I'm not sure about the rest of you, but ever since I started writing, I threw around words like "scene" and "scene break" with the understanding that these terms identified essential elements of story writing. But for years I lacked the fundamental understanding of what a scene actually was. So for everyone out there who was like me, here's a breakdown of what a scene is and what it needs.
(The following is adapted from the newest IFW tips and techniques workbook, The PLAIN ENGLISH Writer's Workbook, available soon.)
Plot is accomplished through a series of scenes. A scene is the dramatization of one snapshot in time—what happens at one specific place and time. Of course, the action may unwind over a period of several minutes or longer, but once the action is transferred to a different setting or to a different character, that scene ends and another scene begins. However, we do not require a scene break if the viewpoint character himself is moving, say walking down the street from one house to another, or if the omniscient point of view is used.
Every scene in a novel must further the plot or develop a character (preferably both at the same time); otherwise, it’s an extraneous scene and should be cut. Every scene should also have a feeling of completeness about it. This is accomplished by ending the scene with an action, thought, or dialogue by the viewpoint character, hopefully resolving or reviewing whatever “mini-crisis” the scene presented.
(Tip: Make a scene feel complete by ending it with the focus on the viewpoint character.)
When a new scene begins, you, the writer, have a huge new responsibility. Have you ever thought about what happens to an unsuspecting reader when a scene changes? He’s been comfortable, hanging around and experiencing your story, aware of where he is, when he is, and through whose eyes he’s seeing/hearing/feeling things, when all of a sudden one scene ends and another begins. Your poor reader is snatched out of his comfort zone, zoomed through time and space, and is plunged into a new scene. God—er, um, you—only knows where he is now. He may crash into the same physical space he’s just vacated—or he may end up across the globe or even in a new galaxy. Five seconds may have passed—or ten days or a dozen centuries. Even more jolting, he could now be seeing and hearing and smelling through a different character.
It’s an extremely unsettling experience. That is, unless you, the creator of this world the reader is visiting, are experienced enough and thoughtful enough to guide him through the trauma. Oh, my! Did you even know you had this humongous responsibility? Well, you do.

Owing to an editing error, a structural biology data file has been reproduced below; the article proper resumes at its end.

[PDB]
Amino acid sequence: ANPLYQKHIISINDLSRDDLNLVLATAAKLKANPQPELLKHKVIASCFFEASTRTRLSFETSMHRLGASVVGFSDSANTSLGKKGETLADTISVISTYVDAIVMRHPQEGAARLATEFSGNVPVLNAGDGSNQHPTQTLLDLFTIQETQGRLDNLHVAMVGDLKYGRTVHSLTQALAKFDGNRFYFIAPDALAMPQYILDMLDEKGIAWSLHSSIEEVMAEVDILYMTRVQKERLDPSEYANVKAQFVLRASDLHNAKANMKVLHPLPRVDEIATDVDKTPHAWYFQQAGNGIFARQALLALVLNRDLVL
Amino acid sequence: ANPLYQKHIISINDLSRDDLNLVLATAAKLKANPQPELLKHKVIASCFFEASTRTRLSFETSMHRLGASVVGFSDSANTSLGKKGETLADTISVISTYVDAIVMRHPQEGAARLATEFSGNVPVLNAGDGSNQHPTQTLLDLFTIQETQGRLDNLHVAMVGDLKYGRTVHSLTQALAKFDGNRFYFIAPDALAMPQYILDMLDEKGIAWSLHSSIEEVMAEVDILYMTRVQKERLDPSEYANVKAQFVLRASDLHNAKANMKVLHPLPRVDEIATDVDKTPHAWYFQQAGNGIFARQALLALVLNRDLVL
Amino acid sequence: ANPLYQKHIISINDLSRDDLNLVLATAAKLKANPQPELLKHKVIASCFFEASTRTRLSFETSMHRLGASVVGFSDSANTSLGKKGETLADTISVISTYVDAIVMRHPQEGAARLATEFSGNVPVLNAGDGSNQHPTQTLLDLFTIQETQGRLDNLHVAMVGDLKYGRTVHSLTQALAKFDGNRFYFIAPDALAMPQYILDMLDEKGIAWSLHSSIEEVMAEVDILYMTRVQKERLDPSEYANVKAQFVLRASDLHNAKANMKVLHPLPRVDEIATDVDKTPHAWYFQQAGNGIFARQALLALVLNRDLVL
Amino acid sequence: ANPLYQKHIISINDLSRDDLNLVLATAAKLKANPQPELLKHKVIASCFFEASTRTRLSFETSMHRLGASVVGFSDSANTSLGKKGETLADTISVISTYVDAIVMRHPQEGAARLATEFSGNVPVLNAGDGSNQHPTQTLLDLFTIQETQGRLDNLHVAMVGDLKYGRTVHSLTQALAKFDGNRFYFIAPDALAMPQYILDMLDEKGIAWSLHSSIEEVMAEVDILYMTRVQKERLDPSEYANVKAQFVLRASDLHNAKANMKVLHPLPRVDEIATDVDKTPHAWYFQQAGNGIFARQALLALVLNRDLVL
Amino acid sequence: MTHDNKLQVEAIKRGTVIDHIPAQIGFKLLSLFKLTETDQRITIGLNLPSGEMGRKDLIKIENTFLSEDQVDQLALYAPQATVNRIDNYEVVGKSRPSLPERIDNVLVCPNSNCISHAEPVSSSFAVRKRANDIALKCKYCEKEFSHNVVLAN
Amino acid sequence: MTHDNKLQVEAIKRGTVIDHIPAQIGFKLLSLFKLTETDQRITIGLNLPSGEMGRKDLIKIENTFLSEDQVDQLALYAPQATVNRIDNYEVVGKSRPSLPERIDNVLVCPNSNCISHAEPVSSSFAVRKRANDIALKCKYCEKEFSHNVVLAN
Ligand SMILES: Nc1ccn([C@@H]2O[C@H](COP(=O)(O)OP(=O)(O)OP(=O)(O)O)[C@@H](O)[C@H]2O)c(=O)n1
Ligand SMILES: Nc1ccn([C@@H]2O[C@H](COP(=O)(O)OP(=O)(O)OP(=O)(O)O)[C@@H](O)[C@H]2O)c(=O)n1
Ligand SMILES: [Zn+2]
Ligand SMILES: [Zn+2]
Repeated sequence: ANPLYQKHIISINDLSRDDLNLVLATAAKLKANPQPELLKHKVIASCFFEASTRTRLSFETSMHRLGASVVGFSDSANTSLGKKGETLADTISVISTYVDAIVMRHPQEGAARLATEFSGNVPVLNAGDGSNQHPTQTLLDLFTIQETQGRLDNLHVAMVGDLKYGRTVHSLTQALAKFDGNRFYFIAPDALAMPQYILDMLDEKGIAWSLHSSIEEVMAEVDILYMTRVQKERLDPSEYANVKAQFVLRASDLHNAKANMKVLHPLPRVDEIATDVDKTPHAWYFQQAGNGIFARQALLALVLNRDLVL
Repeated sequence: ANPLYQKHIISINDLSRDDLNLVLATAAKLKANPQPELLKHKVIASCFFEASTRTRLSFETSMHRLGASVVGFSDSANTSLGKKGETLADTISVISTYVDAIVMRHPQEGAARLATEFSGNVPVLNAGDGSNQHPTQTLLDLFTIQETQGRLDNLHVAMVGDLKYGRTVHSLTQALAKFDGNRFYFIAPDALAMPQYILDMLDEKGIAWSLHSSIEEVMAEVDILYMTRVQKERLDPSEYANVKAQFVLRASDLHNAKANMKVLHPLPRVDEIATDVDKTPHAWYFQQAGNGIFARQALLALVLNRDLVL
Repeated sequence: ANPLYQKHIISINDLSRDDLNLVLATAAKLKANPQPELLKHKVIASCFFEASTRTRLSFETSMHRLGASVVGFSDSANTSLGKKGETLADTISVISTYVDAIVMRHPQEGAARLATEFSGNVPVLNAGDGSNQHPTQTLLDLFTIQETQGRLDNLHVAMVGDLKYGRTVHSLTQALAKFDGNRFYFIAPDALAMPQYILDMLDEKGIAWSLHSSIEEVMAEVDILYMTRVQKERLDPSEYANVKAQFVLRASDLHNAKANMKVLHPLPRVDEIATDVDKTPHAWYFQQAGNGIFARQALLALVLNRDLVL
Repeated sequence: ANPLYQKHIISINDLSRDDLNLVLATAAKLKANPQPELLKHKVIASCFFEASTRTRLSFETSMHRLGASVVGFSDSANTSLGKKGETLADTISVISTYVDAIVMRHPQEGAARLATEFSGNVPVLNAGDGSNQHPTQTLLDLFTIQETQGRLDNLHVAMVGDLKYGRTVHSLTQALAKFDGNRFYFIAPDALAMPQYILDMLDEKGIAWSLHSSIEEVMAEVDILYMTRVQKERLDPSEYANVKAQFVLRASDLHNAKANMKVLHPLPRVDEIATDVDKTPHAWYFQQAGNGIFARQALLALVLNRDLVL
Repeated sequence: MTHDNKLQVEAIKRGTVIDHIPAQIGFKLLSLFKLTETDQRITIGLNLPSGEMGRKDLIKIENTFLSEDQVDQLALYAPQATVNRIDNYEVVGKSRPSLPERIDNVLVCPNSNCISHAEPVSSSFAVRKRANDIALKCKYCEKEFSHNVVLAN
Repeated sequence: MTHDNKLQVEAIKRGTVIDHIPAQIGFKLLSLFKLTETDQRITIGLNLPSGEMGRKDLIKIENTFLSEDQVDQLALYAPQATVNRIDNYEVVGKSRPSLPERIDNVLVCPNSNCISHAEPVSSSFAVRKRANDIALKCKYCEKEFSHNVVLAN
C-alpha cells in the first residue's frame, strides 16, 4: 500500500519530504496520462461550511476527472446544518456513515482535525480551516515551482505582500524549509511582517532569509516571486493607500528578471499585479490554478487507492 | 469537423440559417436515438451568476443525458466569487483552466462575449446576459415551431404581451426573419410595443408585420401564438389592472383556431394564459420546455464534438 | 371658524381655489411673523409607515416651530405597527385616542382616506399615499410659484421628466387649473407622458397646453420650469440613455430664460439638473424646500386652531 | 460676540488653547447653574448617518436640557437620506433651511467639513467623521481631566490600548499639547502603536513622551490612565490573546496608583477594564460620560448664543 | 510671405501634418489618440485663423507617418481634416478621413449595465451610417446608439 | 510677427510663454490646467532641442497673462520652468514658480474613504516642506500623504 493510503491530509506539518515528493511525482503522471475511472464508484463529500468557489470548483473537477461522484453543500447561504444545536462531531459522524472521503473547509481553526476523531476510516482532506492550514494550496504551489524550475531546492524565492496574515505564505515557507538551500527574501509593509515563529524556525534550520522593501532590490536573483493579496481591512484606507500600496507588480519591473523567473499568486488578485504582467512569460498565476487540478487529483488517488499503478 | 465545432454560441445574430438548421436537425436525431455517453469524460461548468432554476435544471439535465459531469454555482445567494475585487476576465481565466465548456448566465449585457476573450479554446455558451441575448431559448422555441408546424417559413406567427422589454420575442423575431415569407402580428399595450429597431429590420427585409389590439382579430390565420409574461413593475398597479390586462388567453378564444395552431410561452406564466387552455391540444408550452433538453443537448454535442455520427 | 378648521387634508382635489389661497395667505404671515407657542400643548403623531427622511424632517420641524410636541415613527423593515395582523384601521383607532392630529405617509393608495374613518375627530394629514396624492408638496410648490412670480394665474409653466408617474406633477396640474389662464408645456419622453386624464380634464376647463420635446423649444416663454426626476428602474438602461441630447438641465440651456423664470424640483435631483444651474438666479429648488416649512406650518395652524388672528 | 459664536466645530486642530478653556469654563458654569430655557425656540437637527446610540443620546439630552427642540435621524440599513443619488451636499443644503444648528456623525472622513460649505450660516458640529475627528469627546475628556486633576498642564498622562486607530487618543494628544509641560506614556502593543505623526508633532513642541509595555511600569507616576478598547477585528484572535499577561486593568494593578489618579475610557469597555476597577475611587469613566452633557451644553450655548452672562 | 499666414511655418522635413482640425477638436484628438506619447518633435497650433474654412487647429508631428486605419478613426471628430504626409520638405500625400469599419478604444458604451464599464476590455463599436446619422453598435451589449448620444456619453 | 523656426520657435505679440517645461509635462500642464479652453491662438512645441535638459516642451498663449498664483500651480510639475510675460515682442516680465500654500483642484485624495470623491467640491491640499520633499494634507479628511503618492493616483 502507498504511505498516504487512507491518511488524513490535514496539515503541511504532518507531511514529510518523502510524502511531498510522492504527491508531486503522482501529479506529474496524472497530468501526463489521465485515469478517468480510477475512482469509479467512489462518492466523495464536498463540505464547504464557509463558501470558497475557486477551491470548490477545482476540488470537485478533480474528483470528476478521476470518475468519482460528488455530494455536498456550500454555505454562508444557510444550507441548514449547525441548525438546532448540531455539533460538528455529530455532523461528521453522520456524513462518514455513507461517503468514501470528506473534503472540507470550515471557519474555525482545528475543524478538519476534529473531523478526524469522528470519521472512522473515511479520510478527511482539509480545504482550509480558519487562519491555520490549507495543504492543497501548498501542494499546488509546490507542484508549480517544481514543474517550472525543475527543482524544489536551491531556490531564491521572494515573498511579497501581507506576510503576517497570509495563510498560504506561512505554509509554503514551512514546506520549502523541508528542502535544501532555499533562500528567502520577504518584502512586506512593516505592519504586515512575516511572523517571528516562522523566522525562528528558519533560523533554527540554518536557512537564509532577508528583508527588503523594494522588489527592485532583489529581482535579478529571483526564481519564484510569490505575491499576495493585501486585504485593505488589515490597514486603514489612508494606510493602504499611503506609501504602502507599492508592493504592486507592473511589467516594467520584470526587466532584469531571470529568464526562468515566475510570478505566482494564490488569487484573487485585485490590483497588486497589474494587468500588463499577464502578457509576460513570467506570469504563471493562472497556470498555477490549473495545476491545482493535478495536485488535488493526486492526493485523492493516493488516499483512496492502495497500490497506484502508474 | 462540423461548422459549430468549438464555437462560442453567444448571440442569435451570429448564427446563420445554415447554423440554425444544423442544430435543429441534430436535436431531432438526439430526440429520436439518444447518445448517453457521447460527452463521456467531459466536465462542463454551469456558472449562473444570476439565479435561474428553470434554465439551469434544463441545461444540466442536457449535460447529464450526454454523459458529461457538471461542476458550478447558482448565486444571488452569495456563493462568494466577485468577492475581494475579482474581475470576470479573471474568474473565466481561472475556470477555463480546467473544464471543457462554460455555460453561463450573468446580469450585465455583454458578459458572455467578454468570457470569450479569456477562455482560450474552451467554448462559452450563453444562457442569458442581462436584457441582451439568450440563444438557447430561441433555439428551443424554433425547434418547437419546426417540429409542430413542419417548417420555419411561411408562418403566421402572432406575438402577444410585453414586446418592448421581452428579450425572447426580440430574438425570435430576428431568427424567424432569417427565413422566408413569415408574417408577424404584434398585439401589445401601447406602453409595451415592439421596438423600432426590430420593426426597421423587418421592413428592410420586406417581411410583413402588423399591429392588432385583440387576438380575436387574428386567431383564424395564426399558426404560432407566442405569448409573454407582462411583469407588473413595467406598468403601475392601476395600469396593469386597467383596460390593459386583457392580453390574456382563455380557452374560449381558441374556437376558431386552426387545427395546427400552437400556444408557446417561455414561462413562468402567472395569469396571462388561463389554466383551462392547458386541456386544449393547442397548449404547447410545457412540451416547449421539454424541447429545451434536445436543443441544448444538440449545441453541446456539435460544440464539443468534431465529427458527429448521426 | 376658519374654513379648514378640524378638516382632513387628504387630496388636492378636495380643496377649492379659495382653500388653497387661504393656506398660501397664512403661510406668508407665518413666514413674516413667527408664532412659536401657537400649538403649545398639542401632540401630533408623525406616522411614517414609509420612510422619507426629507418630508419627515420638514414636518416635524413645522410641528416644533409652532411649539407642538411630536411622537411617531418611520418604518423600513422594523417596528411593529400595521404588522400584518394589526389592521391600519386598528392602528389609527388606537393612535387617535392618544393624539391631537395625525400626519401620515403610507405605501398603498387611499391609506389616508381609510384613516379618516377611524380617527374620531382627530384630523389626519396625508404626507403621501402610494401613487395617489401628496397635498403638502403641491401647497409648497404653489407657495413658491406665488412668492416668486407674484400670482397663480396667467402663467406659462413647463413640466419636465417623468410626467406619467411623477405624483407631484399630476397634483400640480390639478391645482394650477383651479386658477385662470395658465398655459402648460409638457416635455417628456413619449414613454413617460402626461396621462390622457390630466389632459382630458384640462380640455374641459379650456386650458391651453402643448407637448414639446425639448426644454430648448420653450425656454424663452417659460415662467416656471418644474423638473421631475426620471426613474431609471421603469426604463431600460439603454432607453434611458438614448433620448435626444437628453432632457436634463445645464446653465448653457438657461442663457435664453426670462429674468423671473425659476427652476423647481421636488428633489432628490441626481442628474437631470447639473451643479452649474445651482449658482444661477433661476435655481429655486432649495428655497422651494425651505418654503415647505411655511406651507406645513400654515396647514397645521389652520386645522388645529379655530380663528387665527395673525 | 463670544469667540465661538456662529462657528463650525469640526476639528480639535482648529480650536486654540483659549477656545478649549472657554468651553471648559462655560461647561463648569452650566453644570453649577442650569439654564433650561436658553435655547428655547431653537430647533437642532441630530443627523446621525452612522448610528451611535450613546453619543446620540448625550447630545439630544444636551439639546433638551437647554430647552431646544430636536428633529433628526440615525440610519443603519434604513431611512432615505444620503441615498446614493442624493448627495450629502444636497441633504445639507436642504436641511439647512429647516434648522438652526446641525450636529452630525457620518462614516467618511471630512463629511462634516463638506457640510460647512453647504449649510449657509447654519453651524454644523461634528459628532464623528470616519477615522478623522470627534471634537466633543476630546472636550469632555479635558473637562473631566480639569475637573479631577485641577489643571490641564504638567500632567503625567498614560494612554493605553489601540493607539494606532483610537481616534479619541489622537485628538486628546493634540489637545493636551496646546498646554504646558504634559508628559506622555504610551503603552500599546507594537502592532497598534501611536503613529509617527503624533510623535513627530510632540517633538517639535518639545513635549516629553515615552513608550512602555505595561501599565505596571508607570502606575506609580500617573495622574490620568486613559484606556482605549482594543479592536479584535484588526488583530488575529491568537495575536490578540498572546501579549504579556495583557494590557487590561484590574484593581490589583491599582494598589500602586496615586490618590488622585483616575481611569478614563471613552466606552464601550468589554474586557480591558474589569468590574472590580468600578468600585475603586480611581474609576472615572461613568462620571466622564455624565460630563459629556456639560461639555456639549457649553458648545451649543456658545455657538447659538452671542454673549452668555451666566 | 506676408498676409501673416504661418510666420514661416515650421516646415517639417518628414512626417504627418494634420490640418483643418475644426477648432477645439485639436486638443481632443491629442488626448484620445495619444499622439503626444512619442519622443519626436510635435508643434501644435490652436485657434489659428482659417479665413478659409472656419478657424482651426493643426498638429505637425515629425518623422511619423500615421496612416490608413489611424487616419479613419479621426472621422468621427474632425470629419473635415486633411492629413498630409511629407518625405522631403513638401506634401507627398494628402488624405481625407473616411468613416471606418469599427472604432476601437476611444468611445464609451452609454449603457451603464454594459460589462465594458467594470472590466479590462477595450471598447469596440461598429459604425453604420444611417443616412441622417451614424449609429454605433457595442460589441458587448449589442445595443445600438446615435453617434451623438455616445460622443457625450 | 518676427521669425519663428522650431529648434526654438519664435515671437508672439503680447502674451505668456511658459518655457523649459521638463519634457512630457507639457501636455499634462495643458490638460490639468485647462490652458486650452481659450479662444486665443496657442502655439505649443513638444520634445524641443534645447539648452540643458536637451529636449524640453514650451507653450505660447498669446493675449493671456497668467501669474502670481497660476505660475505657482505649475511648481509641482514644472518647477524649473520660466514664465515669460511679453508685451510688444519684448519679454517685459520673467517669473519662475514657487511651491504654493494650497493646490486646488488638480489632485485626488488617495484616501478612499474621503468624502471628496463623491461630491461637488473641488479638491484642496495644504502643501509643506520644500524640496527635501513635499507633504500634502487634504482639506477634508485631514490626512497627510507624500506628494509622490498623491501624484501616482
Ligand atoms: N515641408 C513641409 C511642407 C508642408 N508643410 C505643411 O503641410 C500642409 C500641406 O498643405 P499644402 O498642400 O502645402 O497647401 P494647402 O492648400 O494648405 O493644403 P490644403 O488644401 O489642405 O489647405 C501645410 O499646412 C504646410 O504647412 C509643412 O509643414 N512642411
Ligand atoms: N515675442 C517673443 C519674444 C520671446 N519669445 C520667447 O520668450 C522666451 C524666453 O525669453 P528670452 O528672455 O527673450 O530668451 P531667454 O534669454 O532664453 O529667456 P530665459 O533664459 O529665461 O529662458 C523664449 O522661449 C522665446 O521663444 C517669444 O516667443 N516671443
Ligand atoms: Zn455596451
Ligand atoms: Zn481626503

Within the first few sentences of a new scene, your reader needs to know several things, including:
- Whose eyes he’s now seeing things through. (If you employ a single viewpoint character throughout the manuscript, this is not necessary.)
- Which characters are present in the scene.
- How much time has passed since the last scene ended.
- Where he is in general—such as the city, state, country. If this general location has not been visited previously, we may need more information, such as if it’s rural, big city, etc.
- Location, specific: if inside, where we are, such as in a living room or inside a diner. If outside, if we’re in a vehicle, hiking, etc.
- Time period: the decade we’re in. (If this does not change throughout the manuscript, you do not need to re-establish this.)
- Time of year: spring, summer, fall, winter—or actual month.
- General time of day: morning, afternoon, evening, night.
- Weather, if it affects the story in any way (and it usually does).
Additionally, the reader may need to know the date or the day of week, as well as any historically relevant happenings on that day. For example, if this scene occurs on September 11, 2001, and no mention is made of the collapse of the twin towers, your reader is going to question your integrity. We call providing this information grounding your reader, as it allows your reader to simply relax and become a part of the story instead of floating around in space, desperately trying to figure out where and when he is and through whose eyes he’s seeing.
(Tip: Research does more than add authenticity—it often opens the door to subplots and additional scenes.)
If it were not for the First Commandment of Writing—Thou Must Show, Not Tell—we’d just open each scene with a recitation of all the necessary facts. But, instead, we must be artistic about it. We must not just give all the information, but we must sprinkle it around and create amazing prose with conflict and suspense while doing so. The goal is to create a picture the reader can imagine in his mind. He must be able to envision where the action is happening, who is present, and what is going on. This balancing act of feeding information to your reader while maintaining interest is not easy. But it must be done.